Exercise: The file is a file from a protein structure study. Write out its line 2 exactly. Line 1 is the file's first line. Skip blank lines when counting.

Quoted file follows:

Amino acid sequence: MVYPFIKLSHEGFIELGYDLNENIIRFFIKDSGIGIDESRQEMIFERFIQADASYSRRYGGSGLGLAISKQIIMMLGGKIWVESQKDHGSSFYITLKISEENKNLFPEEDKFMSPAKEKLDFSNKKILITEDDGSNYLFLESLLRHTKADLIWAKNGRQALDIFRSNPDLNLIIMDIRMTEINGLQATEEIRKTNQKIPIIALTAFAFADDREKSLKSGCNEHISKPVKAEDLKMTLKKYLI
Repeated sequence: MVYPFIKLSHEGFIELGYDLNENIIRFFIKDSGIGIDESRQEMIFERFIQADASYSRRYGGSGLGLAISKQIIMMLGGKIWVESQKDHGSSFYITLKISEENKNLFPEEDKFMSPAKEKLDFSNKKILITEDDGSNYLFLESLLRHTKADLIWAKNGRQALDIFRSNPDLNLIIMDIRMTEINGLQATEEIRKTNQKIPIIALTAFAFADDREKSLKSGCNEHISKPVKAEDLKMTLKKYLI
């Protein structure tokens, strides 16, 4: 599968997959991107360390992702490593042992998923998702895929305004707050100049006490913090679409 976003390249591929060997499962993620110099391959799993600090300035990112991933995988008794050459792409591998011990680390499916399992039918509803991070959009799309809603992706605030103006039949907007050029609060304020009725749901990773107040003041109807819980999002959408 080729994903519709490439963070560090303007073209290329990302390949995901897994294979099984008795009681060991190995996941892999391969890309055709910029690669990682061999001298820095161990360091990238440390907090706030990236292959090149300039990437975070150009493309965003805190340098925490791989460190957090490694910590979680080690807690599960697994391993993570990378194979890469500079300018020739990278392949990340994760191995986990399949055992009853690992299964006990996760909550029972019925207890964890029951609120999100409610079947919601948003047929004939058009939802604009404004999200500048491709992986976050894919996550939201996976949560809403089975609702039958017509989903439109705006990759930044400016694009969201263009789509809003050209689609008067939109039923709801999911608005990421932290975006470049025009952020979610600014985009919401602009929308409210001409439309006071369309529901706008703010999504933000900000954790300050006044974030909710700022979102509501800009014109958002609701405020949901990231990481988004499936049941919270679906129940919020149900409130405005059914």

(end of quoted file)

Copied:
Repeated sequence: MVYPFIKLSHEGFIELGYDLNENIIRFFIKDSGIGIDESRQEMIFERFIQADASYSRRYGGSGLGLAISKQIIMMLGGKIWVESQKDHGSSFYITLKISEENKNLFPEEDKFMSPAKEKLDFSNKKILITEDDGSNYLFLESLLRHTKADLIWAKNGRQALDIFRSNPDLNLIIMDIRMTEINGLQATEEIRKTNQKIPIIALTAFAFADDREKSLKSGCNEHISKPVKAEDLKMTLKKYLI